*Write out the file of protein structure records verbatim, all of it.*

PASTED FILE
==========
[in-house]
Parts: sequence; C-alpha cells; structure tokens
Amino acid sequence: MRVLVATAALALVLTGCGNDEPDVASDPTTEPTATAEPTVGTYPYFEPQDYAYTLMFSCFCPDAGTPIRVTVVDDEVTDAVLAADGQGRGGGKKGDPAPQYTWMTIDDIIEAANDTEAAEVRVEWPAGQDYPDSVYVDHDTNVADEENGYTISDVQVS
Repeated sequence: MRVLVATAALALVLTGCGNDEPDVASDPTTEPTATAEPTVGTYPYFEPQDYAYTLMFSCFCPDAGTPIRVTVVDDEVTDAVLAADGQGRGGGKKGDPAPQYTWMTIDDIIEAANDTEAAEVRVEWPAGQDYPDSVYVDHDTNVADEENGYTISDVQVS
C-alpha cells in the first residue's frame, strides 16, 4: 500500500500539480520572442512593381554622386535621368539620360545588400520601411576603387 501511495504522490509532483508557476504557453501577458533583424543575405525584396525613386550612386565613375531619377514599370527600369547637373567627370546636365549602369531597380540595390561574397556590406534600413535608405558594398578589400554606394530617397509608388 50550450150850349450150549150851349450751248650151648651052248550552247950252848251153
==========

[in-house]
Parts: sequence; C-alpha cells; structure tokens
Amino acid sequence: MRVLVATAALALVLTGCGNDEPDVASDPTTEPTATAEPTVGTYPYFEPQDYAYTLMFSCFCPDAGTPIRVTVVDDEVTDAVLAADGQGRGGGKKGDPAPQYTWMTIDDIIEAANDTEAAEVRVEWPAGQDYPDSVYVDHDTNVADEENGYTISDVQVS
Repeated sequence: MRVLVATAALALVLTGCGNDEPDVASDPTTEPTATAEPTVGTYPYFEPQDYAYTLMFSCFCPDAGTPIRVTVVDDEVTDAVLAADGQGRGGGKKGDPAPQYTWMTIDDIIEAANDTEAAEVRVEWPAGQDYPDSVYVDHDTNVADEENGYTISDVQVS
C-alpha cells in the first residue's frame, strides 16, 4: 500500500500539480520572442512593381554622386535621368539620360545588400520601411576603387 501511495504522490509532483508557476504557453501577458533583424543575405525584396525613386550612386565613375531619377514599370527600369547637373567627370546636365549602369531597380540595390561574397556590406534600413535608405558594398578589400554606394530617397509608388 50550450150850349450150549150851349450751248650151648651052248550552247950252848251153